High school sucked. I think most of us can agree on that.
Even being mostly non-social, I found myself involved in more than enough drama to fill out a standard twelve-episode anime series and then some. (In fact, I even had the dumbass idea to try and turn some of the shit that happened into a novel—a 50,000-word mistake that will never, ever see the light of day.)
If I were ever given a chance to do those years over, I would get the fuck out as fast as I could—there’s no possible arrangement that could make that worth it.
- Keep my memories and get sent back in time? Hell no, I don’t want to deal with that teenage bullshit again with ten years of retrospect.
- Get sent back in time but don’t keep my memories? I’m not smart enough to avoid making the same mistakes again.
- Get transformed into a teenager and sent back to high school now? Even worse. Social anxiety plus I hate kids plus that’s still extremely creepy. No thank you.
Now, that last one might sound familiar, if you watched, or even came across, a little-discussed series this year called ReLIFE. (You didn’t think I would title my posts like this and NOT discuss the shows with Re in the name, did you?)
ReLIFE is about Kaizaki Arata, a 27-year-old man who’s down on his luck—can’t find work, just lost his last steady source of income, and is at a loss about where his life is going. Then, one night, Kaizaki is approached by Yoake Ryo, who offers him the chance to participate in the ReLIFE program, which entails him reverting back to his teenage body and attending high school for a year as a way of rehabilitating him and re-preparing him to go back out into the world.
(Note: this has no relation whatsoever to Re:LieF, an eerily similarly titled and premised 2016 visual novel in which a group of adults enroll in a school on an island exclusively with other adults in their adult bodies. But otherwise serves a similar purpose.)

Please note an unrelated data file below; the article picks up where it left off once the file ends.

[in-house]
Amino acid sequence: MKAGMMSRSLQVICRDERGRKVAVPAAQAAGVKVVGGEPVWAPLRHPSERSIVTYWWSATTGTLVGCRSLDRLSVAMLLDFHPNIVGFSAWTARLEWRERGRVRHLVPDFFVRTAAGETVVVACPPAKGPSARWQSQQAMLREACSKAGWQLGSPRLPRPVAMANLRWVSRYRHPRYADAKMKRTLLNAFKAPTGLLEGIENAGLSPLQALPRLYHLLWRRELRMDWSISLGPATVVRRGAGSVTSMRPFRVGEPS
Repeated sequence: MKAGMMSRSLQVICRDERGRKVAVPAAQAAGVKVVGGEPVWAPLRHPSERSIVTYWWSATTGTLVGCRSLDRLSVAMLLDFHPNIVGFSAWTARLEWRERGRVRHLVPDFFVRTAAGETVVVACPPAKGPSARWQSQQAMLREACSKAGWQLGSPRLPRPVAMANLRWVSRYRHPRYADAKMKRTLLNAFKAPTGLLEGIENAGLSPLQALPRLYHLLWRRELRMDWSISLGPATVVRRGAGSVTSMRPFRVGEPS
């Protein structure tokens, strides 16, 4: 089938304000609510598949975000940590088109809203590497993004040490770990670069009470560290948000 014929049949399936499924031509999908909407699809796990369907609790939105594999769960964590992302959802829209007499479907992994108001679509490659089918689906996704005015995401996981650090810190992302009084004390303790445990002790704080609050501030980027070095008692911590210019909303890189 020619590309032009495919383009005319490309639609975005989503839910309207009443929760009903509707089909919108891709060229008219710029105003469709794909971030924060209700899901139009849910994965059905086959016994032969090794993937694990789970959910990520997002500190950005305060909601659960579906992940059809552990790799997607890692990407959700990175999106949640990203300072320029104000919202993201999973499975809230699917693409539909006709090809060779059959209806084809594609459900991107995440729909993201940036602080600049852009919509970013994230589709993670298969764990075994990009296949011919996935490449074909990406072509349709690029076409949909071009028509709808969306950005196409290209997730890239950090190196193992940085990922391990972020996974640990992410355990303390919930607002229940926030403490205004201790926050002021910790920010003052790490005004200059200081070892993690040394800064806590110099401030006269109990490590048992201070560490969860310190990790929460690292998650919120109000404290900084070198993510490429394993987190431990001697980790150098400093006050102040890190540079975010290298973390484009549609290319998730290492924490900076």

ReLIFE impressively manages to avoid most of the inherent creepiness in this concept, in part by having his supervisor attend school with him, and in part by maintaining a strong emotional core throughout the series. Each of the characters have their own concerns and personal issues, but it sidesteps the god-complex tendencies of many similarly structured shows by emphasizing the value of letting people make mistakes and not clearing the way for them.
Thus, Kaizaki’s presence is felt, but he doesn’t go around solving everyone’s problems—and that’s important for him as well. Giving him the chance to feel like his existence actually matters, like he’s got some real value in the world, is probably better for building a healthy sense of self-worth than if he just miraculously saved everyone around him.
Kaizaki’s situation is a painfully familiar one—I’m about the same age, and I spent several years out of college jobless and unable to find any sort of work. Sending out applications, going in for interviews, getting rejected (or hearing nothing back at all). A black hole of effort that, for the longest time, I couldn’t seem to escape. It wasn’t until recently that I even started feeling like I was doing anything meaningful with my life—and it was mostly through luck and a series of weird coincidences that I even ended up here. So as much as the idea of actually going back to high school repulses me, the conceit of getting some sort of do-over is, in some ways, still a rather attractive one.
If just for the comfort that hopefully things wouldn’t be quite such a fucking disaster this time around.